When Dad was nearing the end of his time on Earth, we were blessed with a long farewell which included many twilight discussions of who we were, where we had been and where we were going. One of our more personal valedictory conversations revolved around what he referred to as “the fire in your belly.” If you had it, he said, it is essential that you recognize it and put it to good use. It is equally important that you recognize it in others. The Creator has a very limited production run of this model, and these are the people that will make a real difference in your life.
In a clip from one of my favorite documentaries, The History of The Eagles, the late Glen Frey recalls living in an apartment above Jackson Browne in the infancy of each other’s respective careers. Frey tells us how Browne drove him crazy, day and night, in a monotonous obsession with the piano riffs and lyrics for his breakthrough hit “Doctor My Eyes,” tweaking through long hours of repetition. Eventually, Frey realized that the key to successful song writing is hard work and constant refinement until you can offer the world your best. From that epiphany, another creative fledgling soared to stardom. “Fire in the belly.”
My uncle, Tommy Rybovich, flew right seat in B-17s over Nazi-occupied Europe during WWII. On a mission over Debrecen, Hungary, his airplane took a direct hit from enemy anti-aircraft fire in the waist gunner section of the fuselage. The flight control cables were severed and half the crew was killed or gravely injured. The pilots determined that bailing out was not an option and flew the crippled bomber back to base, fighting to maintain control by using the engines to steer and manage altitude, landing successfully at their home field in Foggia, Italy. Upon touchdown, the airplane buckled and broke in half. The wounded and unscathed survived to eventually resume flight operations and complete their tour of duty. When the war ended, Tommy returned home to become one of the most innovative designers and builders of fishing boats the world has ever known, through his obsession for perfection and incessant hard work. “Fire in the belly.”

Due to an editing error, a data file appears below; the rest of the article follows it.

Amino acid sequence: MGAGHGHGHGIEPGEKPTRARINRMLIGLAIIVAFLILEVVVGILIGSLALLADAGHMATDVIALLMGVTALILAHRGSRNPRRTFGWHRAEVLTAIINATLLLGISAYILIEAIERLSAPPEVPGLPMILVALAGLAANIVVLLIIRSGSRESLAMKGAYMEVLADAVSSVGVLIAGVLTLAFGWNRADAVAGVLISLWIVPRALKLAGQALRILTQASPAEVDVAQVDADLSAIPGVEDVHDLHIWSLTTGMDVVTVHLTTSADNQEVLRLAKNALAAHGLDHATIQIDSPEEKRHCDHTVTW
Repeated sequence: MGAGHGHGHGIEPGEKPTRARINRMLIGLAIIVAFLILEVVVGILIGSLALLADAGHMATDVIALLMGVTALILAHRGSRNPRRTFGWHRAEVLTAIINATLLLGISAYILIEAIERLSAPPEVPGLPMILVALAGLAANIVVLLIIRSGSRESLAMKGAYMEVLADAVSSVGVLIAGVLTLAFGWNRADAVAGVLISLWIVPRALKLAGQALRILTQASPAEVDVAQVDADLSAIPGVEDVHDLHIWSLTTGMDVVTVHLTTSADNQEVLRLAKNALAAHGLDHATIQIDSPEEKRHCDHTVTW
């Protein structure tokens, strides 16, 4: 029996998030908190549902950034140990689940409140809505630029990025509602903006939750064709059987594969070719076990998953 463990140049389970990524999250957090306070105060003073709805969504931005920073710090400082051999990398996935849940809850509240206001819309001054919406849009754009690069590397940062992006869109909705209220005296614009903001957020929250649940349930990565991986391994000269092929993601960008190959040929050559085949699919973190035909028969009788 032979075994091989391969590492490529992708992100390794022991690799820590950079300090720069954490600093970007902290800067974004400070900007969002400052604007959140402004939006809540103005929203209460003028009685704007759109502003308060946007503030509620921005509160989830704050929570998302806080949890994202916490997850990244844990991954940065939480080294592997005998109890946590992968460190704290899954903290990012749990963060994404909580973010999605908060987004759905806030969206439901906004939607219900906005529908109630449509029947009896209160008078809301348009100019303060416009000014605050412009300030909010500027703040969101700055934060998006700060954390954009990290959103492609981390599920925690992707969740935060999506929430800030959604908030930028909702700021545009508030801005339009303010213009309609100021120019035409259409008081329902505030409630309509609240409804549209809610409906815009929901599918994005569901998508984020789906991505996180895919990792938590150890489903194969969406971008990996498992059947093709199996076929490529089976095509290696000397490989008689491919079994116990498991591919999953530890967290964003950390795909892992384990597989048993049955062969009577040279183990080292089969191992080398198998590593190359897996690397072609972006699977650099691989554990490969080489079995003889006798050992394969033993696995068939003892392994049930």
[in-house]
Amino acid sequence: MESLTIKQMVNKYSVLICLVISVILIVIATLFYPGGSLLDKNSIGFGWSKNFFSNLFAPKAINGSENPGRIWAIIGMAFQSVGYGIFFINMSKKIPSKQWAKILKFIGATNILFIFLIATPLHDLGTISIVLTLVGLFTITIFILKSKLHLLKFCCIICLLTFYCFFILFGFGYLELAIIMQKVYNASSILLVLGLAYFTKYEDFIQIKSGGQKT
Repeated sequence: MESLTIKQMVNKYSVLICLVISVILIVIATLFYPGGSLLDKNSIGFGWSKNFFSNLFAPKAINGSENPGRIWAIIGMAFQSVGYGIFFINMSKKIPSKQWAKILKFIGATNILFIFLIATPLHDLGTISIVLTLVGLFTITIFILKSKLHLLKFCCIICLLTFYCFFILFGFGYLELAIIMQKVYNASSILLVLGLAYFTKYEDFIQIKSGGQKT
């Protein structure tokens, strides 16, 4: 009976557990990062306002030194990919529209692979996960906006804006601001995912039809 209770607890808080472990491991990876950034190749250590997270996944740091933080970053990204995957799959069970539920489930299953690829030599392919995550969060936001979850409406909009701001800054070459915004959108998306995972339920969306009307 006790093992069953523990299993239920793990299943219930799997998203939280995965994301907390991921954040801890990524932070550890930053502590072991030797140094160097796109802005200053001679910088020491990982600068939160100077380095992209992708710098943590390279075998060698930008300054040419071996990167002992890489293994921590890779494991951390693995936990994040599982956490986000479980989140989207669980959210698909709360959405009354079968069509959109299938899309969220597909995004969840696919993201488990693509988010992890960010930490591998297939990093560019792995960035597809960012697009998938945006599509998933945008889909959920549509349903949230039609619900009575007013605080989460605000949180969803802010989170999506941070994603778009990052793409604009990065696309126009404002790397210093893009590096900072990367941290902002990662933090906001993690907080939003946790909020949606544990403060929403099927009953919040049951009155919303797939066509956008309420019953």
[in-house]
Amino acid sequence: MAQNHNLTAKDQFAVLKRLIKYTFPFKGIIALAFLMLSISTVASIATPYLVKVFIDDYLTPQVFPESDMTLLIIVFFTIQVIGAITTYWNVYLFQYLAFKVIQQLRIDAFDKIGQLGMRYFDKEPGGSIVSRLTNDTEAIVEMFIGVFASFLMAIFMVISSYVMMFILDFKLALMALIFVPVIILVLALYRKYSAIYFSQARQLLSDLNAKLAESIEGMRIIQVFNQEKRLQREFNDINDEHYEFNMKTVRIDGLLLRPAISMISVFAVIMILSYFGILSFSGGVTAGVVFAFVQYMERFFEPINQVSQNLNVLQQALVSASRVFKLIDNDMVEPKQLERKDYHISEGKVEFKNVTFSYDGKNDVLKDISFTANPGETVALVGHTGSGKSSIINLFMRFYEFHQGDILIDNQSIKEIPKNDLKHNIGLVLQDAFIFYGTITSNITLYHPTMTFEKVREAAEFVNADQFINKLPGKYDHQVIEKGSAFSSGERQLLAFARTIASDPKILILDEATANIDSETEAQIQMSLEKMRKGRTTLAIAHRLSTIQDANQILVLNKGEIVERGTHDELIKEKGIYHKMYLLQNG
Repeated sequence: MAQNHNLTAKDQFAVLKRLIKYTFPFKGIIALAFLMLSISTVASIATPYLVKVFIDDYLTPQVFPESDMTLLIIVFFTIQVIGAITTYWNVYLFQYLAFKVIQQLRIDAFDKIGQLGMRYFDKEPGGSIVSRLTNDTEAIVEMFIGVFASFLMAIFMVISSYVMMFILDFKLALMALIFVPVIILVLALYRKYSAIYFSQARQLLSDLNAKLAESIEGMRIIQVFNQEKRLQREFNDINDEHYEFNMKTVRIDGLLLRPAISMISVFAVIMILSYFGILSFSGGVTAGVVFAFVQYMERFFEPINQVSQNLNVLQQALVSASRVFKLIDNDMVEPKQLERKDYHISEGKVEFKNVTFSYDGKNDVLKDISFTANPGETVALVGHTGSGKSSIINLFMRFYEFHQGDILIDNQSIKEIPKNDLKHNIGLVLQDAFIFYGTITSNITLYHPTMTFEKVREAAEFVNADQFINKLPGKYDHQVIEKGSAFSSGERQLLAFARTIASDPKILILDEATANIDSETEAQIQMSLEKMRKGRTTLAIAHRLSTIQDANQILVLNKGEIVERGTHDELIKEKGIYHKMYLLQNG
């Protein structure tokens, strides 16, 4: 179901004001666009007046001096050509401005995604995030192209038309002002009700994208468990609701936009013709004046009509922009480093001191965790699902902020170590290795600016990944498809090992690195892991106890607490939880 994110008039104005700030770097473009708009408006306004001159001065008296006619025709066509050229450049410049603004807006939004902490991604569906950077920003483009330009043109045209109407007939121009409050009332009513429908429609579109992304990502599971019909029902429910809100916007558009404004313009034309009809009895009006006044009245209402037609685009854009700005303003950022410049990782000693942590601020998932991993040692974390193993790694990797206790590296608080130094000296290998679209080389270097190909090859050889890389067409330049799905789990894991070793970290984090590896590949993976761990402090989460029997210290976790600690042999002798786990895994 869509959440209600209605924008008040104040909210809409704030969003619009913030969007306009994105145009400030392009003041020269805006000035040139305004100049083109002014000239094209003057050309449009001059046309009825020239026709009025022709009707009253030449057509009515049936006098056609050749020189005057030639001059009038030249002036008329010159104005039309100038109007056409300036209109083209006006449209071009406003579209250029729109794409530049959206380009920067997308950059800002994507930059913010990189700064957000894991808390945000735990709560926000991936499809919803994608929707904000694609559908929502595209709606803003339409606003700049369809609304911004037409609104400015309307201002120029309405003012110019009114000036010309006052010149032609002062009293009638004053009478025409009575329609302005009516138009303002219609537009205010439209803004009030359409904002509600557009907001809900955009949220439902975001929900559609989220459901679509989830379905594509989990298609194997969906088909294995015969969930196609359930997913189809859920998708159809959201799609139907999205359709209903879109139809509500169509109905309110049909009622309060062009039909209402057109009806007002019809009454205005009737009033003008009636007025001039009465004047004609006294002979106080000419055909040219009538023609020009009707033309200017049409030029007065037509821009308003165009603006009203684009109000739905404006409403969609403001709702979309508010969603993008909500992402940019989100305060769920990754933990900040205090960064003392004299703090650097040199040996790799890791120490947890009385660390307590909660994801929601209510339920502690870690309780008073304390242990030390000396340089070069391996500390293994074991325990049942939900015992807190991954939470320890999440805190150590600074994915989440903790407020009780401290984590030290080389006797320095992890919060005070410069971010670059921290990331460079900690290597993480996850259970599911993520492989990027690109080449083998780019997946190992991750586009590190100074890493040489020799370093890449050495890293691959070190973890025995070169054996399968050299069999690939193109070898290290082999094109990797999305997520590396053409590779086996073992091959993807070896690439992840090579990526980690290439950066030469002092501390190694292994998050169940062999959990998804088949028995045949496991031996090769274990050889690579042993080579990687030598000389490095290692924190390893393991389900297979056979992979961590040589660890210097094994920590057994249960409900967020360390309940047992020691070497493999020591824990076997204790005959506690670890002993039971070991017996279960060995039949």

The fire doesn’t come from a book, podcast or a how-to YouTube video. You can’t google it. The fire doesn’t come from a professor, politician or pastor. It comes from an ordained genetic assignment, deep within the miracle of conception, and is fueled by imagination, execution and exhaustion. The fire creates the steam which drives the creative engine.
You are not going to get up enough steam in a 40-hour week. You are not going to get up enough steam by avoiding risk and assigning the biggest challenges to others. My good friend Roy Merritt has frequently described his close friends in the custom-boat industry as his “boatbuilding brothers.” By this he means those, including himself, who have the fire. Those who understand the calling and all it’s honor and agony. Those who don’t quit when the noise becomes unbearable and all seems to be out of control.
A while back, my sons and I were standing on the dock in Ocean City at the White Marlin Open, enjoying the evening’s tournament camaraderie. We struck up a conversation with two young boatbuilders who had a new shop down the street. The energy required to combine art, engineering and sweat for a living glowed in their eyes and sang in their voices. After a few minutes of discussion in our common vernacular, the young shipwrights excused themselves. “We’ve got to get home and get some rest,” said one of them. “We’re working all weekend, fairing one hull and setting up the jig stations for another in order to stay on the build schedule.” From somewhere in the breeze through the rigger halyards, I heard my father’s voice, “Fire in the belly, Michael.”